The Impact of Group Play Therapy on Reducing Symptoms of Grief in Bereaved Children.
AuthorJohnson, Melinda Nicole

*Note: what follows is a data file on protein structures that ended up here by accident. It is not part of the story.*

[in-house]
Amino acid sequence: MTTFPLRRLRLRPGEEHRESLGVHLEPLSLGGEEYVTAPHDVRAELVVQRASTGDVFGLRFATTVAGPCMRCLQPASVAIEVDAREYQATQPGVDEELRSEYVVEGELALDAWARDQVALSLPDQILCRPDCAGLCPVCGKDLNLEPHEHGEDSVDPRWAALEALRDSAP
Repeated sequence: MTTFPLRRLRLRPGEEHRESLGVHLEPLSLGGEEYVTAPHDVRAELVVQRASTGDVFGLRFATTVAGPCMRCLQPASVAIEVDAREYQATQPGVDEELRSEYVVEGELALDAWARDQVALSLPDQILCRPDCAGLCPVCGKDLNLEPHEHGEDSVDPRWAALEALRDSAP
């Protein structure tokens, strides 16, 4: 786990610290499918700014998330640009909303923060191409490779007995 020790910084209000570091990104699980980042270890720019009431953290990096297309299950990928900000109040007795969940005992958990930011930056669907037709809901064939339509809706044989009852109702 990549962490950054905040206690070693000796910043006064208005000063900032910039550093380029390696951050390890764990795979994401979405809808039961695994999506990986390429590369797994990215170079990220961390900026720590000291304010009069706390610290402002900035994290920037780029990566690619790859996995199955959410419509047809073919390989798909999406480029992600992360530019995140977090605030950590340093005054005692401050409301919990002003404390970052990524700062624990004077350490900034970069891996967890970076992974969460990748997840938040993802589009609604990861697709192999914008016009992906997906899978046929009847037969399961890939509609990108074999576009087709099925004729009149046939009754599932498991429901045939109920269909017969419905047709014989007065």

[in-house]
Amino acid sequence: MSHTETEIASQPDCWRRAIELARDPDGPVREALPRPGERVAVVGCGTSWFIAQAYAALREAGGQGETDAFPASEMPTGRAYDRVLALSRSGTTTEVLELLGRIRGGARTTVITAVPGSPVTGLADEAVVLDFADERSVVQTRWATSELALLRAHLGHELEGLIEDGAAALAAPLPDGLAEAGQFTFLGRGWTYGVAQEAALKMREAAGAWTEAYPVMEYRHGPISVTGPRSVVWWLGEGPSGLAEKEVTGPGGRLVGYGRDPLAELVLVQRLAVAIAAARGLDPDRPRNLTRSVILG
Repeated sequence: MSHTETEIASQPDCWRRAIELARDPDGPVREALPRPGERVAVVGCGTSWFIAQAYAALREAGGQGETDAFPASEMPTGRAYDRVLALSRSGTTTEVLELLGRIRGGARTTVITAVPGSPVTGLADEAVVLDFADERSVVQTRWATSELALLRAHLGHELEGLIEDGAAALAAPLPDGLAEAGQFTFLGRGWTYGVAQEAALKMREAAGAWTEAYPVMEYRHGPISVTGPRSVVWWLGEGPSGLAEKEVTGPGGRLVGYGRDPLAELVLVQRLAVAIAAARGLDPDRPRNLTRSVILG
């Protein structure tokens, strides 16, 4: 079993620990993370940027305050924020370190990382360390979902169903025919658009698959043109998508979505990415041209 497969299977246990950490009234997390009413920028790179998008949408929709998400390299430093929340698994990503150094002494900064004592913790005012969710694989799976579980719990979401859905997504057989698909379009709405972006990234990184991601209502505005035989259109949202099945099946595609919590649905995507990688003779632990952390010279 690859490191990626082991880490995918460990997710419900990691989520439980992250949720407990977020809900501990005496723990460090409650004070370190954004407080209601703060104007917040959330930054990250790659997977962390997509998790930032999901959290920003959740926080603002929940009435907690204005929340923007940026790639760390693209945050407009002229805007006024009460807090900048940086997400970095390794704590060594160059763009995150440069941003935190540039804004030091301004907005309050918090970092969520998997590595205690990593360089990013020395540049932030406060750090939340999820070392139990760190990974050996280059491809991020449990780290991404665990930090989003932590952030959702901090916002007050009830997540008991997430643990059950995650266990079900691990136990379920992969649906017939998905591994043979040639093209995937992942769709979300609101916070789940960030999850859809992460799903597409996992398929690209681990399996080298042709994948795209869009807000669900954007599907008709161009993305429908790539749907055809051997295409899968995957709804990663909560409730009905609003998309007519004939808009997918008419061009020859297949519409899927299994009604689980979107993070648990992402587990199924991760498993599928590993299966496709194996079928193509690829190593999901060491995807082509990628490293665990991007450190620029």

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The purpose of this mixed methods case study was to examine the course of a ten-session play therapy intervention and its impact on the individual symptoms of grief in children. It studied the process that occurred throughout the ten play therapy sessions including themes that manifested during this process. Participants ranged in age from two to ten years old. All had experienced the death of a parent and were recruited through a peer support bereavement program in the community. A multiple case study design was used and several measurements were taken to get a better understanding of the play therapy process and its impact on the symptoms of grief in children. Participants received a pretest which consisted of the parent version of the Child Behavioral Checklist (CBCL) (Achenbach & Rescorla, 2000, 2001) along with the Parenting Stress Index (PSI) (Abidin, 1983). The same assessments were administered at the five-week mark and as a posttest. Five out of the eight participants completed the ten-session intervention. In addition, before and after each session, participants were asked to indicate their current level of pain on the Wong-Baker Faces Pain Scale (Wong & Baker, 1988). Last, play themes and emotions were identified, session transcripts coded, and the data was analyzed using the MAXQDA qualitative software. The results indicated that the process of play therapy with grieving children is unique and a variety of emotions and play themes were exhibited. Emotions included, fear, anger, confidence, curiosity, happiness, hesitation, and sadness. Themes that were played out included aggression/revenge, broken, burying/drowning, cleaning, creative/expressive, death/loss/grieving, exploratory, helpless/inadequate, mastery, messing/creating chaos, nurturing, power/control, relationship, rescue/protect, safety/security, and sorting/organizing.